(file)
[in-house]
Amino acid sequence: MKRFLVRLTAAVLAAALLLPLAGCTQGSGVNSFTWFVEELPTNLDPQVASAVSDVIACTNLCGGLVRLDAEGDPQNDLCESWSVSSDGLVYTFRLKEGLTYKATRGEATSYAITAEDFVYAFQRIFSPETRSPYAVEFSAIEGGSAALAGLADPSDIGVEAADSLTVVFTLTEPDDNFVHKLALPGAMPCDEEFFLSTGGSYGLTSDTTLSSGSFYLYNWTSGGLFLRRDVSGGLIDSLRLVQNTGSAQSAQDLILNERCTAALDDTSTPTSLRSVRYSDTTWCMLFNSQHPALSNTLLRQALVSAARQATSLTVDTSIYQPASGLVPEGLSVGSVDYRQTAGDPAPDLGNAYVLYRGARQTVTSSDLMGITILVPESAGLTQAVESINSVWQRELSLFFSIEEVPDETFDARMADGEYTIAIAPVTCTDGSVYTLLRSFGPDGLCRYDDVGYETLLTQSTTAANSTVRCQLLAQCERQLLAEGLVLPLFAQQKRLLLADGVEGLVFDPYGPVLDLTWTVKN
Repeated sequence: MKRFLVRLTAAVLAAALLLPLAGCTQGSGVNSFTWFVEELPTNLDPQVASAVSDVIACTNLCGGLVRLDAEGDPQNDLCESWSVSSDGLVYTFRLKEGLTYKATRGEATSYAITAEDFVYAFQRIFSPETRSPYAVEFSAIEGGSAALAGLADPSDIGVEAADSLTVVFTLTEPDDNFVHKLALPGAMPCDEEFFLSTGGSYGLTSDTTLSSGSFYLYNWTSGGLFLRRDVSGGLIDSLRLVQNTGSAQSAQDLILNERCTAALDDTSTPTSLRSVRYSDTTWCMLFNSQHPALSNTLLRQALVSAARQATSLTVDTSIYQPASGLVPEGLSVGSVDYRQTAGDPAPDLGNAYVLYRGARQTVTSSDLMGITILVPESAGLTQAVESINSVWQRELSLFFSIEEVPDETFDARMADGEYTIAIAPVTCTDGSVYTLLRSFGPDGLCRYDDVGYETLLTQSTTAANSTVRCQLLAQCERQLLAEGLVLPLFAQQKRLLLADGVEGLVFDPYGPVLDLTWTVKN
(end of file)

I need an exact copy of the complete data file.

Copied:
[in-house]
Amino acid sequence: MKRFLVRLTAAVLAAALLLPLAGCTQGSGVNSFTWFVEELPTNLDPQVASAVSDVIACTNLCGGLVRLDAEGDPQNDLCESWSVSSDGLVYTFRLKEGLTYKATRGEATSYAITAEDFVYAFQRIFSPETRSPYAVEFSAIEGGSAALAGLADPSDIGVEAADSLTVVFTLTEPDDNFVHKLALPGAMPCDEEFFLSTGGSYGLTSDTTLSSGSFYLYNWTSGGLFLRRDVSGGLIDSLRLVQNTGSAQSAQDLILNERCTAALDDTSTPTSLRSVRYSDTTWCMLFNSQHPALSNTLLRQALVSAARQATSLTVDTSIYQPASGLVPEGLSVGSVDYRQTAGDPAPDLGNAYVLYRGARQTVTSSDLMGITILVPESAGLTQAVESINSVWQRELSLFFSIEEVPDETFDARMADGEYTIAIAPVTCTDGSVYTLLRSFGPDGLCRYDDVGYETLLTQSTTAANSTVRCQLLAQCERQLLAEGLVLPLFAQQKRLLLADGVEGLVFDPYGPVLDLTWTVKN
Repeated sequence: MKRFLVRLTAAVLAAALLLPLAGCTQGSGVNSFTWFVEELPTNLDPQVASAVSDVIACTNLCGGLVRLDAEGDPQNDLCESWSVSSDGLVYTFRLKEGLTYKATRGEATSYAITAEDFVYAFQRIFSPETRSPYAVEFSAIEGGSAALAGLADPSDIGVEAADSLTVVFTLTEPDDNFVHKLALPGAMPCDEEFFLSTGGSYGLTSDTTLSSGSFYLYNWTSGGLFLRRDVSGGLIDSLRLVQNTGSAQSAQDLILNERCTAALDDTSTPTSLRSVRYSDTTWCMLFNSQHPALSNTLLRQALVSAARQATSLTVDTSIYQPASGLVPEGLSVGSVDYRQTAGDPAPDLGNAYVLYRGARQTVTSSDLMGITILVPESAGLTQAVESINSVWQRELSLFFSIEEVPDETFDARMADGEYTIAIAPVTCTDGSVYTLLRSFGPDGLCRYDDVGYETLLTQSTTAANSTVRCQLLAQCERQLLAEGLVLPLFAQQKRLLLADGVEGLVFDPYGPVLDLTWTVKN